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Armsleigh Park Neighbors

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Get the Facts.  Protect Your Rights.

A small local historical society will soon decide whether to file an application to place the “Armsleigh Park” neighborhood in northwest Washington, D.C. under historic designation with the D.C. Historic Preservation Office.


Living in a historic district might sound attractive.  But having one’s home encumbered within the legal framework of historic designation would impose real costs, limitations and burdens on homeowners.


Until recently, few “Armsleigh Park” neighbors knew much about this initiative.  Even now, few understand its true implications.  As more people have become better informed, the more concern there is in the neighborhood about what it would mean to our homes and our rights.


Concerned neighbors have conducted research on this issue over the past few weeks and want to make sure that everyone has the chance to get the facts. This Website is intended to serve as a central resource of information to help accomplish that goal.  It will be updated and added to as more information becomes available.


For contributions and feedback, please contact:

Important Community Meeting -- October 7


Promoters of historic designation for the “Armsleigh Park” neighborhood have scheduled a meeting on October 7 at 7:00 p.m. at the Tenleytown Public Library.  Acting chief of the D.C. Historic Preservation Office, David Maloney, has been invited.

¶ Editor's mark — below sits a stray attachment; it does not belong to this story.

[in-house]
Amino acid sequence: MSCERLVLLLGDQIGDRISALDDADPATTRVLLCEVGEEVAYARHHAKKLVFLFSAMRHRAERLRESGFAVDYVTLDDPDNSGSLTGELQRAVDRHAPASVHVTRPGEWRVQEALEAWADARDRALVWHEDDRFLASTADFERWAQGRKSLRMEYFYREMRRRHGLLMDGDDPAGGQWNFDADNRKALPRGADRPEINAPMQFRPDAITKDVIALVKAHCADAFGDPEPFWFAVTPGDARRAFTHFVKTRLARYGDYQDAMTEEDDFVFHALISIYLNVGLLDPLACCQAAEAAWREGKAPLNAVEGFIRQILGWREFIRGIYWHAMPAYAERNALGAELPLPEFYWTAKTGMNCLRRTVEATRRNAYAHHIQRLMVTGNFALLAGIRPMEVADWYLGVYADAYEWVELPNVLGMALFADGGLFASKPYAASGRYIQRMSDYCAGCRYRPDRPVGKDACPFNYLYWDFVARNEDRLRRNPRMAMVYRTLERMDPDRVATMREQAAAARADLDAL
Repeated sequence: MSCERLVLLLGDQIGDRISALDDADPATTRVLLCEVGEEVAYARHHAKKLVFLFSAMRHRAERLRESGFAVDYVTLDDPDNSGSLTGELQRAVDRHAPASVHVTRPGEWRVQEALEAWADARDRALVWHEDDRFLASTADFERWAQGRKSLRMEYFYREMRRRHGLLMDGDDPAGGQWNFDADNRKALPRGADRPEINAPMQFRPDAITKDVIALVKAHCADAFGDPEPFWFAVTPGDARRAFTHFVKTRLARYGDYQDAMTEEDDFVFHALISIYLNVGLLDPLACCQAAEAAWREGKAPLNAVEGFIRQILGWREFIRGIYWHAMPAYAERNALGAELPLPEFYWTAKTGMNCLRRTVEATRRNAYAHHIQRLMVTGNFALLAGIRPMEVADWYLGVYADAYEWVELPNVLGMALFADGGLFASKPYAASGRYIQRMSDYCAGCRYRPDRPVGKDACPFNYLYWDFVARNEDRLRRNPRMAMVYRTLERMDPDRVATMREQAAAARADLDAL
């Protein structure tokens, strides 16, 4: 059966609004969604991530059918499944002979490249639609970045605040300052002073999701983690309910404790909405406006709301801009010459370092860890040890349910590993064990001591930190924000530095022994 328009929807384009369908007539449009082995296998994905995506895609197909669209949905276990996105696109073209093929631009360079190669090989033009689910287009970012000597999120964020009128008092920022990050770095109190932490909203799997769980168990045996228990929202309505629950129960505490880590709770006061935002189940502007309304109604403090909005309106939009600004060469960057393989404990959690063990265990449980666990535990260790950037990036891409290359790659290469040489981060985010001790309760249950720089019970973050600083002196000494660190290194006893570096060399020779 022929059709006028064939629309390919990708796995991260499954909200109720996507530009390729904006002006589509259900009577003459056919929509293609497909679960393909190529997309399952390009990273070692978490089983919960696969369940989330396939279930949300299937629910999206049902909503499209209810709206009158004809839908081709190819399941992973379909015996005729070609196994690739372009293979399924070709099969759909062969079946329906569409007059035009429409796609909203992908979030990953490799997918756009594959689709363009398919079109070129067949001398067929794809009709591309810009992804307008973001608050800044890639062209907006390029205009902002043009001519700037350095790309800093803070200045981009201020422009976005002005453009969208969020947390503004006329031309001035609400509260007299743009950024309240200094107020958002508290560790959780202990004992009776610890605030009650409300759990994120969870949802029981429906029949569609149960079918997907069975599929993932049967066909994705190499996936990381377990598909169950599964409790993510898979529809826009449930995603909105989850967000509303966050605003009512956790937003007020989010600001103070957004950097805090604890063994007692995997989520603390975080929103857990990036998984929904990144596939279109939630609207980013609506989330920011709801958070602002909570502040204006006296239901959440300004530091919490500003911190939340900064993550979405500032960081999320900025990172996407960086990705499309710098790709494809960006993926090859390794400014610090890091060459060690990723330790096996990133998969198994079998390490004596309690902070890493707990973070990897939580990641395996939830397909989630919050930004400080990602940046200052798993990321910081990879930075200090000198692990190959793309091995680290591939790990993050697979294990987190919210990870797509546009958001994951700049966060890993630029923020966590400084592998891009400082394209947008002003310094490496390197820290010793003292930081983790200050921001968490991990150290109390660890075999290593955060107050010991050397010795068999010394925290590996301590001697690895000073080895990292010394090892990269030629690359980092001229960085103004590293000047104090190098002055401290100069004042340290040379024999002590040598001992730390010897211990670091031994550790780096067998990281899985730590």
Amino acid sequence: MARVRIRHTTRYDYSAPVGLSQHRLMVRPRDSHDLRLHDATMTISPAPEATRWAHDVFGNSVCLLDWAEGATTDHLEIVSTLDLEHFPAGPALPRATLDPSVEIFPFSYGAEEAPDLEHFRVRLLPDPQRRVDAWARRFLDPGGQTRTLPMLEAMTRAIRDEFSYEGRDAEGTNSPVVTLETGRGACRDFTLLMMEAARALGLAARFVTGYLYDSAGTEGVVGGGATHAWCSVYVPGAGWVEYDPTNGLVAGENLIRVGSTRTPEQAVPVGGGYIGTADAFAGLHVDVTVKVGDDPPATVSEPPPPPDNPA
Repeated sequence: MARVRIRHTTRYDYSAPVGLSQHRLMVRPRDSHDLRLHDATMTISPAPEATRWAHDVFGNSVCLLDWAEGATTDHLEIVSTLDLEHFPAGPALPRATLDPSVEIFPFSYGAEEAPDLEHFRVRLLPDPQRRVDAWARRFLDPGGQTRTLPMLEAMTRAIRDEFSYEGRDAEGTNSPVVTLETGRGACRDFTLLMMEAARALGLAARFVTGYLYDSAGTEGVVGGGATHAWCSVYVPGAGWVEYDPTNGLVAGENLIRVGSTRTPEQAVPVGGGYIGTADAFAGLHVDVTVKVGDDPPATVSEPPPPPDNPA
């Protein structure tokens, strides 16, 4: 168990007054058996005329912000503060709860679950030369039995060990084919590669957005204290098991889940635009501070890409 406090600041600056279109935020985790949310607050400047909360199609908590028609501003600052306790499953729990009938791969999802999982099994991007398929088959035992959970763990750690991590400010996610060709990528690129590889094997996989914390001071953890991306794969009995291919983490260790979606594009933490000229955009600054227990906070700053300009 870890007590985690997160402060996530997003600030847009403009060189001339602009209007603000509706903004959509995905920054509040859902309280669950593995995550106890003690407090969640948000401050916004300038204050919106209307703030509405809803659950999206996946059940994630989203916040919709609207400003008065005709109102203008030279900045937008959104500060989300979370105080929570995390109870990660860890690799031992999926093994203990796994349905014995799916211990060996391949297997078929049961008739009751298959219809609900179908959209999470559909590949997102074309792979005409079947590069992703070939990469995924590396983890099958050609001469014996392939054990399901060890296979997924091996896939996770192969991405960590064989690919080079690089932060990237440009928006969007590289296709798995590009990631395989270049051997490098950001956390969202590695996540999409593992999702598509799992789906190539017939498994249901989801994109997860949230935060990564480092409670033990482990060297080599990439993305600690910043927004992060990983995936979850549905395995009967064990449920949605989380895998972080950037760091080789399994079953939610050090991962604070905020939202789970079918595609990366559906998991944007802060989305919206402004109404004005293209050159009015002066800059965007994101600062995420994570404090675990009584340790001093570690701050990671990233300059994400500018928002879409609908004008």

D.C. regulations governing historic districts do not require a majority vote by affected property owners.  Unless you get involved, decisions affecting your property will be made by The Tenleytown Historical Society’s five-person board of directors.


Get the facts now about the real costs that historic designation would impose on you and your home. Make your voice be heard.  Please attend this important meeting.

Key Issues


  • Insufficient Information --  Homeowners have not been adequately informed, consulted or educated about the real costs of historic designation. 
  • Loss of Personal Rights --  Is it right that a small, self-selected group should decide to encumber your property in ways that could be personally harmful to you? 
  • Loss of Choice -- Under historic designation, you would lose control over what you can do with your home.  Decisions would be made by local government regulators and review committees. You would be forced to comply; you can't opt out.  
  • Increased Costs -- Your home improvement costs would increase significantly.
  • New Burdens  -- You would face significant new burdens in time and effort to make home improvements. 
  • Negative Financial Impact -- The resale value of your home could decline.
  • Unwarranted Intervention – There is not a serious threat of our homes being taken over by developers to build "McMansions."  The stratagem of solving this supposed problem – locking the neighborhood down under historic designation – is unwarranted and unnecessary.